Something happened in Chicago’s suburbs in 2018: Two reliably red congressional districts turned blue.
Now, those two Democrats, Rep. Sean Casten (6th) and Rep. Lauren Underwood (14th), are fighting to hold on to their seats in the middle of a global pandemic and economic recession. They are facing challenges from Republicans Jeanne Ives and Jim Oberweis, respectively.
The outcome of these congressional races — and many others in suburban districts across the country — will determine who controls Congress in 2021. Collectively, these four candidates have raked almost $20 million in contributions this election cycle, cash that has heavily favored the incumbents.
“It’s not clear if the pandemic is going to mobilize more Democrats or more Republicans,” said Scot Schraufnagel, a political science professor at Northern Illinois University.
All four candidates have had to adjust their campaigns throughout the spring and summer as COVID-19 forced people to stay home and social distance.
“I don’t know what we would have done without technology, to be honest,” said Stephanie Certain Matz, a Casten volunteer who has lived in Hawthorne Woods for the past three decades. She said there was a big campaign kick-off event called Camp Casten scheduled for mid-March that got canceled when the pandemic first hit.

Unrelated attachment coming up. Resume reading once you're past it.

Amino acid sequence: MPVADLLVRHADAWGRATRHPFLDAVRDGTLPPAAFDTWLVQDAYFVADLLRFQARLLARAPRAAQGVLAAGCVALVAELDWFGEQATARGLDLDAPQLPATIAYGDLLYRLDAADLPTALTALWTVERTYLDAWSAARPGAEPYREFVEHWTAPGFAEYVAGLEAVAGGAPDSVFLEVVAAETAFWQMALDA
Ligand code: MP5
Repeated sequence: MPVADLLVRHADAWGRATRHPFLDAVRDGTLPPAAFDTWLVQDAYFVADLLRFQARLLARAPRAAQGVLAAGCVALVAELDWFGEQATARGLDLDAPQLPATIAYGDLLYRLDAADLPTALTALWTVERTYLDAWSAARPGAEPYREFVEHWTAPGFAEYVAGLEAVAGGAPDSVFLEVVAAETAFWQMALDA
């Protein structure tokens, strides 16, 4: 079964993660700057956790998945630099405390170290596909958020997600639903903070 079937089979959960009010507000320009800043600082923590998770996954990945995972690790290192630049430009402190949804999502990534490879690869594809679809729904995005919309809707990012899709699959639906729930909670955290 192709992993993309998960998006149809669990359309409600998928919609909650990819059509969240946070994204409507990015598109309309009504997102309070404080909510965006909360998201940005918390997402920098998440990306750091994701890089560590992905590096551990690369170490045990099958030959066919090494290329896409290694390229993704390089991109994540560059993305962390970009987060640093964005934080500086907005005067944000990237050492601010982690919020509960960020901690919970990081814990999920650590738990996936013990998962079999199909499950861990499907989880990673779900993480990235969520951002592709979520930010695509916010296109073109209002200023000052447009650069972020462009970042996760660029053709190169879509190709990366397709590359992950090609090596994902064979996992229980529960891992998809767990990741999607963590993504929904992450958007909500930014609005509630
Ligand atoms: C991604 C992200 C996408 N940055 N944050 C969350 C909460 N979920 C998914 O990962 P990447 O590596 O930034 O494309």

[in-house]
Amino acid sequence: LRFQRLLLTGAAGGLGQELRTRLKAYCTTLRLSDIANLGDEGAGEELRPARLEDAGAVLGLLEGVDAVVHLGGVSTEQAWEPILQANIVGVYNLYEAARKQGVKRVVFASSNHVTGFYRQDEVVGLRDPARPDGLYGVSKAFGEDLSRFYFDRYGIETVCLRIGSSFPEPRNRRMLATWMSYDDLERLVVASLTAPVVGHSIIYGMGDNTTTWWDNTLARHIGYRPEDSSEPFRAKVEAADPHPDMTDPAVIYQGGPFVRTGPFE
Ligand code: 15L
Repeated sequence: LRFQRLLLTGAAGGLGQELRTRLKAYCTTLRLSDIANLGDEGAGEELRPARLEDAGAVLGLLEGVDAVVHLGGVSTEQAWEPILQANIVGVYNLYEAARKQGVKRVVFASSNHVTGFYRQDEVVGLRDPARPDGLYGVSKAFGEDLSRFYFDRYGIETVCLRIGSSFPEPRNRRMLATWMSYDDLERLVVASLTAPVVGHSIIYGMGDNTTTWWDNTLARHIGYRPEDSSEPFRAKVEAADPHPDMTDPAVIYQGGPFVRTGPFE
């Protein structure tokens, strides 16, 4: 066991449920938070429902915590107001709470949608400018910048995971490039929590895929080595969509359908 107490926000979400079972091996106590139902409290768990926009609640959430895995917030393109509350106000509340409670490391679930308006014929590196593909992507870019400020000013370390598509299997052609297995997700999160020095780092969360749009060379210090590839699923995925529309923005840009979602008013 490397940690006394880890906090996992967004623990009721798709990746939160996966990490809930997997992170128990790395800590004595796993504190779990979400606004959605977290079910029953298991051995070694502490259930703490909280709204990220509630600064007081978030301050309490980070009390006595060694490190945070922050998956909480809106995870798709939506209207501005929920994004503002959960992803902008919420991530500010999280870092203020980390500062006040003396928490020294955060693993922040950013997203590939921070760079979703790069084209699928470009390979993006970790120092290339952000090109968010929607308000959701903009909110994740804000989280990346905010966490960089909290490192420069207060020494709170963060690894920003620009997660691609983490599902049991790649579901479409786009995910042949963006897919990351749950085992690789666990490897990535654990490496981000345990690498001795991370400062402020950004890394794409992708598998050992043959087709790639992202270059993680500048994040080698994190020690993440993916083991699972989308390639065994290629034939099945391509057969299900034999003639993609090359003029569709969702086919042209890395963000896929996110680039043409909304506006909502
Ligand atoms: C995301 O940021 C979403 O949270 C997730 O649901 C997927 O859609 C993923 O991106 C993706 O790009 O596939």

Everything has been online ever since. Casten, who is a scientist and entrepreneur by trade, said he does not want to put his volunteers or staff at risk and is following public health guidelines.
If elected to a second term, he says his top priorities are the pandemic, climate change, racial justice and growing the economy. Like many Democrats running for office right now, he’s also anti-Trump.
“I think people would like to go a week without having to wake up to see another meltdown,” Casten said.
His challenger, Ives, became an Illinois household name in 2018 when she ran against then-incumbent Gov. Bruce Rauner and nearly unseated him during the primary. She is socially conservative and focused on reopening the economy, reducing federal debt and government overreach. She’s in favor of keeping the Trump tax cuts permanent.
“I think people are tired and very much aware of the overspending that goes on at the federal government,” Ives said.
Ives said her campaign is knocking on doors again and talking to voters face-to-face, but still at a distance. She has also been incredibly active on Facebook, posting almost 200 videos since the pandemic began in March. She’s done virtual town halls, short announcements, campaign ads and even interviews with locals on everything from the economy to public health to virtual school.
The 6th and 14th Congressional districts are both massive areas that span the western and northern suburbs of Chicago. The 6th is closer to the city, while the 14th is farther away and includes rural areas.
“I really detest being called a suburb of Chicago. Okay? I am not Chicago,” said voter Cheryl Ziszik of Wonder Lake, Illinois, which is in the 14th.
Freshman Rep. Lauren Underwood, 14th, won there in a stunning upset in 2018.